Remember your very first bicycle?
How can you forget?
Carting your friends to the park on your handlebars, racing down the street to see who could pump their little legs the fastest, hoping and praying your chain wouldn’t break or tire wouldn’t pop. It was all a part of growing up. Your first set of wheels that gave you a small taste of independence and freedom.
But what if you never had a bike? Think of all of the neighborhood memories you would have missed. This idea didn’t sit right with Chelsea Eline, co-founder of Wheelhouse, a bicycle donation hub in Salisbury.
Wheelhouse operates under the parent organization International Mountain Bicycling Association, which opened a chapter affiliate program on the Eastern Shore seven years ago.
The organization’s relationship with Salisbury helped recruit and retain volunteers to maintain local bike trails throughout the region.
Eline and fellow co-founders LaTanya Wilson of New Dimensions Family Ministries and Jessica Truxon made it their mission to bring together community resources, donations and volunteers to provide bicycles to local community members, so everyone will have the opportunity to ride trails and enjoy the outdoors.
“We started collecting bikes from friends and neighbors and rehabbing them in our shed,” Eline said.
“The idea was to let people in the community use them for free. Ten bikes became 20 and 20 became 30. Before we knew it we had over 50 bicycles to lend out.”
“Wheelhouse has been great to our church,” Wilson added.
“We were in the process of building a bike trail behind our church and Wheelhouse allowed us to get bikes for our church families. Some have since been able to donate back,” she said.
This week, the women spoke at the Salisbury City Council meeting, describing Wheelhouse and asking for volunteers and donated equipment and helmets.
“We’ll take anything. We can use it. We maintain a fleet of bicycles for community and youth events. We have bike locks for those in need,” Eline said, laughing as she recalled Wheelhouse starting in her house.
“We couldn’t walk into my living room. We couldn’t use my garage,” she said.
“Wheelhouse is about people being able to come together and influence each other’s lives. All that matters is this joy. We can use the bikes to come together,” she said.
As word was spreading in the community about Wheelhouse, Easton Bike Shop owners Laura and Jason Chance were opening a 4,000-square-foot warehouse, filled with tires, rims, seats and tubes, plus more than 100 bicycles that were donated to Wheelhouse.
It didn’t take long for Salisbury City Police Chief Barbara Duncan to help.
She knew one of the goals was helping at-risk youth and getting them off the streets and on bikes for more productive and age-appropriate activities. The police department donated 14 recovered bicycles and storage space.
Pedal forward to an overheard conversation between friends.
“I was having lunch with the mayor and I overheard him asking someone how her search was going. I was curious,” said Brad Gillis of Devreco.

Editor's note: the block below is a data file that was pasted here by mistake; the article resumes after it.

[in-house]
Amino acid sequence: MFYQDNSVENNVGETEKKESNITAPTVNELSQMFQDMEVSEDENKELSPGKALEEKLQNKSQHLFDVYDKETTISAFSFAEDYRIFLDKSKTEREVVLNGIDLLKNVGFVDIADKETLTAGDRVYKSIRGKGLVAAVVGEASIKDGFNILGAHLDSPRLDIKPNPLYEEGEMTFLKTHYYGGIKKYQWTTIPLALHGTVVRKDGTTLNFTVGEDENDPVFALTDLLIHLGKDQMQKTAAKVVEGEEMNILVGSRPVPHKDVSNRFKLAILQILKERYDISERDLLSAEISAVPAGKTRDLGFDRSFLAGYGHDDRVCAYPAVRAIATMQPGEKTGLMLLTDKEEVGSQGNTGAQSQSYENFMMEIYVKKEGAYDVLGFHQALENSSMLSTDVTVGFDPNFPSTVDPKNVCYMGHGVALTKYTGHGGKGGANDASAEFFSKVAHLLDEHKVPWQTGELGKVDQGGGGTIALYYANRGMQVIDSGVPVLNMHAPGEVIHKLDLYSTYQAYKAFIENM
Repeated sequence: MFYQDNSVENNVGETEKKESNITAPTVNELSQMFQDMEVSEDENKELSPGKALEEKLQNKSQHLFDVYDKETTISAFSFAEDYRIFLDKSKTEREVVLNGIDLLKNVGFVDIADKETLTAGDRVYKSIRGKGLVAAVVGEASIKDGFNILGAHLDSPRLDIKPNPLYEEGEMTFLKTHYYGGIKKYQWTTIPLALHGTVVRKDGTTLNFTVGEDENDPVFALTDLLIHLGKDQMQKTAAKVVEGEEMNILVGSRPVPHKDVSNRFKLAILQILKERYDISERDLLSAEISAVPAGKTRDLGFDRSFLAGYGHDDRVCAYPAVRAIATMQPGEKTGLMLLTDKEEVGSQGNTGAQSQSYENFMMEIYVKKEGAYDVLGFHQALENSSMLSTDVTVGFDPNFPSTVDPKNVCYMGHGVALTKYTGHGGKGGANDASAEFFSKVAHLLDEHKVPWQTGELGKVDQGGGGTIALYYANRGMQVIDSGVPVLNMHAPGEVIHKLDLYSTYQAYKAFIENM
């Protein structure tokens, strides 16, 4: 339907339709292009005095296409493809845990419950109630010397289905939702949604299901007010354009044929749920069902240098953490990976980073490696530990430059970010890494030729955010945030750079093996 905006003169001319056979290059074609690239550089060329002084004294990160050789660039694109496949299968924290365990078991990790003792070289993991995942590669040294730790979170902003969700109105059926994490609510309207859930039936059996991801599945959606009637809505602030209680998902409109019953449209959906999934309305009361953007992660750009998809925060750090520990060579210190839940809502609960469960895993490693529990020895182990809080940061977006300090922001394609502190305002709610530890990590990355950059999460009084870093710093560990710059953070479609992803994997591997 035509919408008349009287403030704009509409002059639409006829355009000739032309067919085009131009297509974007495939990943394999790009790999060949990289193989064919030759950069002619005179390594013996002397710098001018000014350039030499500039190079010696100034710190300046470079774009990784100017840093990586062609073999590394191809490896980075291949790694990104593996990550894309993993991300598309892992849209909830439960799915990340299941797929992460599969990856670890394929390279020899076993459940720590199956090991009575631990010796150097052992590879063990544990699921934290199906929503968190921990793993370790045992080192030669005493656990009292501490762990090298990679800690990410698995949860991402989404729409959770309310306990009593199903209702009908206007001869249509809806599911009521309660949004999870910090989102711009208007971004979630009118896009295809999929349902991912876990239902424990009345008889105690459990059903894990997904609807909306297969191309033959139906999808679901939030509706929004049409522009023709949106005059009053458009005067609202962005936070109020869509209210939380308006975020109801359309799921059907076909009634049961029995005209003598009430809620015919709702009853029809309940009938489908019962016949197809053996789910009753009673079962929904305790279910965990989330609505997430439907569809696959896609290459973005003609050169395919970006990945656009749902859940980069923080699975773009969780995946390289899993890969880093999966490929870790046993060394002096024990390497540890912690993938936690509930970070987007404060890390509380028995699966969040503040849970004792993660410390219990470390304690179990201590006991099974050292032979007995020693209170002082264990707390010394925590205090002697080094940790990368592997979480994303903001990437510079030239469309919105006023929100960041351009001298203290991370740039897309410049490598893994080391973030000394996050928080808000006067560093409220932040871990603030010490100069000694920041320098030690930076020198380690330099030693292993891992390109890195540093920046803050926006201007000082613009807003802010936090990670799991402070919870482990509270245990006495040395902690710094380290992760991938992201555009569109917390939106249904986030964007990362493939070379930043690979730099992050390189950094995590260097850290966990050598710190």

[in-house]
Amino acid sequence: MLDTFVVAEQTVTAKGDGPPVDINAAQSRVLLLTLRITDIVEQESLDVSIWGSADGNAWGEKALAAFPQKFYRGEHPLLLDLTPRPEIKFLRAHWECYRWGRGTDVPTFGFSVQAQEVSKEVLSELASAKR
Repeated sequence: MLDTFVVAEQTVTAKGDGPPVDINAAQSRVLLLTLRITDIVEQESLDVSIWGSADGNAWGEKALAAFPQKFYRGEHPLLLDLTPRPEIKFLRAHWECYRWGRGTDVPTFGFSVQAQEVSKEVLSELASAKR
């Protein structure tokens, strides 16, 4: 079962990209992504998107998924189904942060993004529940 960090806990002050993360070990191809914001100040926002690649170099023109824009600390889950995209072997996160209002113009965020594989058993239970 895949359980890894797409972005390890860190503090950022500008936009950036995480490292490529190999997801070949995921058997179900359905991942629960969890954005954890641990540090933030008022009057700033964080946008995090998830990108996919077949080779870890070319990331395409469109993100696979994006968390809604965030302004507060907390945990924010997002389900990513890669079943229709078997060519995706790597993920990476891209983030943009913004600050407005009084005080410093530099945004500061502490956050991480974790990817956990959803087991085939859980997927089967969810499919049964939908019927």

Mayor Jake Day had been talking to Eline.
“Secrets don’t keep Downtown,” she said.
“When Brad found out we were looking for space for hundreds of parts and donated bicycles to set up a bike shop to serve the community he didn’t hesitate. He jumped in and offered us a solution.”
“We have basement space for you. If you want to clean it up — it’s yours. You can have it,” Gillis had told her.
The 2,000 square foot space, below Old Towne Deli on North Division Street, was exactly what the organization was looking for. It was large enough to accommodate a working bike shop where volunteers would rehabilitate and build bicycles, plus adequate storage for hundreds of parts and donated bikes that would ultimately end up benefiting the community.
The women didn’t waste time, but spent the next 72 hours, plus a lot of elbow grease, cleaning the space and moving in, in less than one week. They established the e-mail address email@example.com.
City Council President Jack Heath said he’s impressed with the organization because it’s “not simply about bikes.”
“They made a point to say this allows people to go and have interaction with other people, not just in their neighborhoods. It allows you to meet other people and that’s important, especially in this day and age.
“It’s a great effort. I commend them for it. It makes our city even better,” he said.
Wheelhouse isn’t receiving city funding, at least not yet, since it’s such a new organization, he said. “We can help them with grant searches. Chief Duncan helped them get the resources they needed,” Heath said.
“Having a place is huge,” Eline said.
“We are so grateful to Devreco for giving us a space for our volunteers to show up. They saw the value in what we were doing. It is people, businesses and actions like these that define our community. Wheelhouse is now a part of the revitalization that is coming to life in Downtown Salisbury.”